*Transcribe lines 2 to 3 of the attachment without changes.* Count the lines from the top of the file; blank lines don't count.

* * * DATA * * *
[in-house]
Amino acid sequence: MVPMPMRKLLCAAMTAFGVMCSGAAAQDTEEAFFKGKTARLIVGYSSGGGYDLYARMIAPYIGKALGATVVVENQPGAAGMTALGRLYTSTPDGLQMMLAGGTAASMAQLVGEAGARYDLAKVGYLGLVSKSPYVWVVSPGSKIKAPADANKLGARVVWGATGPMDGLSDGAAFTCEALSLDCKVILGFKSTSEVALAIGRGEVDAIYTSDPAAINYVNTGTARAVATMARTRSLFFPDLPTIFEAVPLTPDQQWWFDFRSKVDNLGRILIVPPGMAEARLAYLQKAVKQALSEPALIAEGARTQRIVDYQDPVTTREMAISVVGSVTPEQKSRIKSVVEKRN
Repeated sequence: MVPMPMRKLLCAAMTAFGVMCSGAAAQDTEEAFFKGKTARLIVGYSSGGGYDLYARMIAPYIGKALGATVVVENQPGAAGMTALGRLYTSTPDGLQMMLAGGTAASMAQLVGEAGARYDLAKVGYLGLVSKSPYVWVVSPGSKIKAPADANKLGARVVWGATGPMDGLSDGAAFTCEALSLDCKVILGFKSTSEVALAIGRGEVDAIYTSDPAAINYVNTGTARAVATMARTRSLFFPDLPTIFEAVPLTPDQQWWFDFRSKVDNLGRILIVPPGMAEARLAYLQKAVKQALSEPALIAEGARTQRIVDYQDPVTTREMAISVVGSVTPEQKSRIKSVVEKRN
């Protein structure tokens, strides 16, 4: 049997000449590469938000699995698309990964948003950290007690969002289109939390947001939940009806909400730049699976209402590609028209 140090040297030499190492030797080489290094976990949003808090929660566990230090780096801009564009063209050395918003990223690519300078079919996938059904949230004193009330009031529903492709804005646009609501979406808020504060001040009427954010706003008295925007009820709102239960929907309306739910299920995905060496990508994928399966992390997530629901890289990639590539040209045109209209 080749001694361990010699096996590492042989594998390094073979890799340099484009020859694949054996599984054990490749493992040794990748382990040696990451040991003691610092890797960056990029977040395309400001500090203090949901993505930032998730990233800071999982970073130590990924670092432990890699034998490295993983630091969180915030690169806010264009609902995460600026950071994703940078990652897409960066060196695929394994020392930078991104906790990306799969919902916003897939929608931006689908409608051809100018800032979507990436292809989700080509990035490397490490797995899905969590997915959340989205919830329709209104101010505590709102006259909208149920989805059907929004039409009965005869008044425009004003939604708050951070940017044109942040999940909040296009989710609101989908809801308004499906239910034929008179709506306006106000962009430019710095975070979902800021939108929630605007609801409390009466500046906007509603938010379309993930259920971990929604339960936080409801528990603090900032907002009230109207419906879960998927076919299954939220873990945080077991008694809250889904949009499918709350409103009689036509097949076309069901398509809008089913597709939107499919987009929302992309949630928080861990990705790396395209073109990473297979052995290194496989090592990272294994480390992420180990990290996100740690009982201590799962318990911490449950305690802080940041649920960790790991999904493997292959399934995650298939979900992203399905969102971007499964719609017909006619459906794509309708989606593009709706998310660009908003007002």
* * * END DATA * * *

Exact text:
Amino acid sequence: MVPMPMRKLLCAAMTAFGVMCSGAAAQDTEEAFFKGKTARLIVGYSSGGGYDLYARMIAPYIGKALGATVVVENQPGAAGMTALGRLYTSTPDGLQMMLAGGTAASMAQLVGEAGARYDLAKVGYLGLVSKSPYVWVVSPGSKIKAPADANKLGARVVWGATGPMDGLSDGAAFTCEALSLDCKVILGFKSTSEVALAIGRGEVDAIYTSDPAAINYVNTGTARAVATMARTRSLFFPDLPTIFEAVPLTPDQQWWFDFRSKVDNLGRILIVPPGMAEARLAYLQKAVKQALSEPALIAEGARTQRIVDYQDPVTTREMAISVVGSVTPEQKSRIKSVVEKRN
Repeated sequence: MVPMPMRKLLCAAMTAFGVMCSGAAAQDTEEAFFKGKTARLIVGYSSGGGYDLYARMIAPYIGKALGATVVVENQPGAAGMTALGRLYTSTPDGLQMMLAGGTAASMAQLVGEAGARYDLAKVGYLGLVSKSPYVWVVSPGSKIKAPADANKLGARVVWGATGPMDGLSDGAAFTCEALSLDCKVILGFKSTSEVALAIGRGEVDAIYTSDPAAINYVNTGTARAVATMARTRSLFFPDLPTIFEAVPLTPDQQWWFDFRSKVDNLGRILIVPPGMAEARLAYLQKAVKQALSEPALIAEGARTQRIVDYQDPVTTREMAISVVGSVTPEQKSRIKSVVEKRN